Learning Radiology xray montage


  • Along with polymyositis, part of a group of idiopathic inflammatory myopathies with both cutaneous and visceral manifestations
    • Affects the esophagus, lungs and heart
  • Damaged chondroitin sulfate, atrophy of muscles, followed by calcification of muscle and subcutaneous tissue
  • Most believe dermatomyositis is closely related to polymyositis although the pathogenesis of the two remain controversial
  • Occur at age 5-10 and again in 50’s, dermatomyositis being the only one of the two diseases seen in children
  • More common in females
    • Linear and confluent calcifications in soft tissues of extremities
    • Acro-osteolysis
    • Chest-may have infiltrates associated, especially from aspiration

  • Clinically

    • Dysphagia
    • Erythematous purple-red rash of eyelids, trunk and hands (seen in dermatomyositis)
      • May be sole manifestation in up to 40% of patients with disease
    • Painless, symmetric, proximal muscle weakness
  • Associated with a higher incidence of malignancies of GI tract, lung, ovary , breast, kidney in adults, not usually children

  • Imaging

  • MRI may show an inflammatory myopathy
  • Calcinosis universalis in dermatomyositis
    • Diffuse cutaneous, subcutaneous and sometimes muscular calcification
    • Usually affects children and young adults
    • Not actual bone formation
    • More linear than calcifications in scleroderma, which tend to be punctate (calcinosis circumscripta)
    • Calcium-channel blockers have been reported to help in some cases of calcinosis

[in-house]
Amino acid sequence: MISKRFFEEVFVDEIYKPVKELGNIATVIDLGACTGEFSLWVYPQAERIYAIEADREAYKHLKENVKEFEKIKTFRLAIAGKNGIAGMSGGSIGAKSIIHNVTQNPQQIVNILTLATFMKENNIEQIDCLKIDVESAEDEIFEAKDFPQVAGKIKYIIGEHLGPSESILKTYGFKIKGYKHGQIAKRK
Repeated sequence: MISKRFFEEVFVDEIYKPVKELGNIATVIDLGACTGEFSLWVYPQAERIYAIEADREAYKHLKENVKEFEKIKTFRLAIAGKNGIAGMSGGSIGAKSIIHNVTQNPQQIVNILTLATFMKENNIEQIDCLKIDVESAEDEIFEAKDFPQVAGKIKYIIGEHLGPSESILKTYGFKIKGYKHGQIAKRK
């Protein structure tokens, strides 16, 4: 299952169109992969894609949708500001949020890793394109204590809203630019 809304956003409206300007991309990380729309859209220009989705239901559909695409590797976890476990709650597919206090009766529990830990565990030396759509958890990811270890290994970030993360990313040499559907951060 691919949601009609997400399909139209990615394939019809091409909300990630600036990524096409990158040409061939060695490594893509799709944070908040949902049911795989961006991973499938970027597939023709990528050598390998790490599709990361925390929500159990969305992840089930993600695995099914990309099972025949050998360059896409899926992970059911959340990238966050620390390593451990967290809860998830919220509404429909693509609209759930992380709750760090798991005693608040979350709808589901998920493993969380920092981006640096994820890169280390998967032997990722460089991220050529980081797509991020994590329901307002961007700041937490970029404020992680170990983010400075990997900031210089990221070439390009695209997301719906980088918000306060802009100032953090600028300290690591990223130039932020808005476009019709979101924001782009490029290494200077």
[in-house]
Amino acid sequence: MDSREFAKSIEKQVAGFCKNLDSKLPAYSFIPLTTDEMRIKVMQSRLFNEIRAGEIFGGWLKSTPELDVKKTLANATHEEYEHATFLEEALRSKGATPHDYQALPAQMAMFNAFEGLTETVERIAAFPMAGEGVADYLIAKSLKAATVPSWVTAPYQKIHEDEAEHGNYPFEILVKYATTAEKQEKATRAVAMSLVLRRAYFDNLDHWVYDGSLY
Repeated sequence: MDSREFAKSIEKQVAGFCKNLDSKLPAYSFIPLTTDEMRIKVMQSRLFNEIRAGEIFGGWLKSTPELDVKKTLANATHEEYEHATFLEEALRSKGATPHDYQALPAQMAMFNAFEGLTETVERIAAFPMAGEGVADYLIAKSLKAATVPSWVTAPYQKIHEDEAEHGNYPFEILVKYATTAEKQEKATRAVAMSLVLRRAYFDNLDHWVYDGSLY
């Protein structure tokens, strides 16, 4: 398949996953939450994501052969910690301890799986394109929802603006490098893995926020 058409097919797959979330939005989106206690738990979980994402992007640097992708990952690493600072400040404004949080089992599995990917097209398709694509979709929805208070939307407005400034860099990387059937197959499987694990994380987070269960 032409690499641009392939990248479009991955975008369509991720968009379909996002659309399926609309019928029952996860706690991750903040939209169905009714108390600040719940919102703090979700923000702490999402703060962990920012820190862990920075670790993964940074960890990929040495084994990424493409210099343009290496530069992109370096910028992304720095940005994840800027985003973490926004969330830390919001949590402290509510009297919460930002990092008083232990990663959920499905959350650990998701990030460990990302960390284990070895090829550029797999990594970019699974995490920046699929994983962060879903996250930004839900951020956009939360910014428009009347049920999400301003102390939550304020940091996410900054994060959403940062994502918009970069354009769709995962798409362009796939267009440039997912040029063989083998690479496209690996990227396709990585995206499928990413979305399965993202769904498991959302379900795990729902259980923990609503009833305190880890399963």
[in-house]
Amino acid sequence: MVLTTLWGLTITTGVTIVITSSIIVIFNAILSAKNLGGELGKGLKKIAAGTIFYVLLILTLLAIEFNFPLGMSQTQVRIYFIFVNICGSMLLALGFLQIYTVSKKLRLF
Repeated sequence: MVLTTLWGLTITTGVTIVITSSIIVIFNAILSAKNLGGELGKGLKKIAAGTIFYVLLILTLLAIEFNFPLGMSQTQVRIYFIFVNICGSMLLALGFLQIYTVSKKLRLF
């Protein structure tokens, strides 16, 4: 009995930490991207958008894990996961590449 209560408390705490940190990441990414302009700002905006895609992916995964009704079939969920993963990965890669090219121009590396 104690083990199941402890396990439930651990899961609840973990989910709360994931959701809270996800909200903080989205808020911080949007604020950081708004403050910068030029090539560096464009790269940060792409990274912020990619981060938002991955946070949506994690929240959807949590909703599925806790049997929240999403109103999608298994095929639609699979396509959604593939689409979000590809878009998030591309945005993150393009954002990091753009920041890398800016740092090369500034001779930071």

Dermatomyositis. Sheet-like calcifications seen in patients with
dermatomyositis is called calcinosis universalis because of its wide-spread distribution.
This is more likely to occur in younger patients with dermatomyositis.




Dermatomyositis. Multiple calcifications are seen in the subcutaneous tissue
on this cross-sectional CT scan of the abdomen in a patient with dermatomyositis.


  • May resemble myositis ossificans progressiva
    • Myositis ossificans progressive (fibrodyplasia ossificans progressiva)
      • Begins with subcutaneous, painful masses in neck
        • Progresses down back over shoulders, chest, abdomen
      • Rounded or linear calcification starting in neck
      • More clumplike in places than  calcinosis universalis
      • Ossification of voluntary muscles

  • Treatment

    • Prednisone
    • Cytotoxic agents like methotrexate
  • Prognosis depends on age, and cardiac, pulmonary or esophageal involvement
    • Spontaneous remission has been reported in up to 1/5 of cases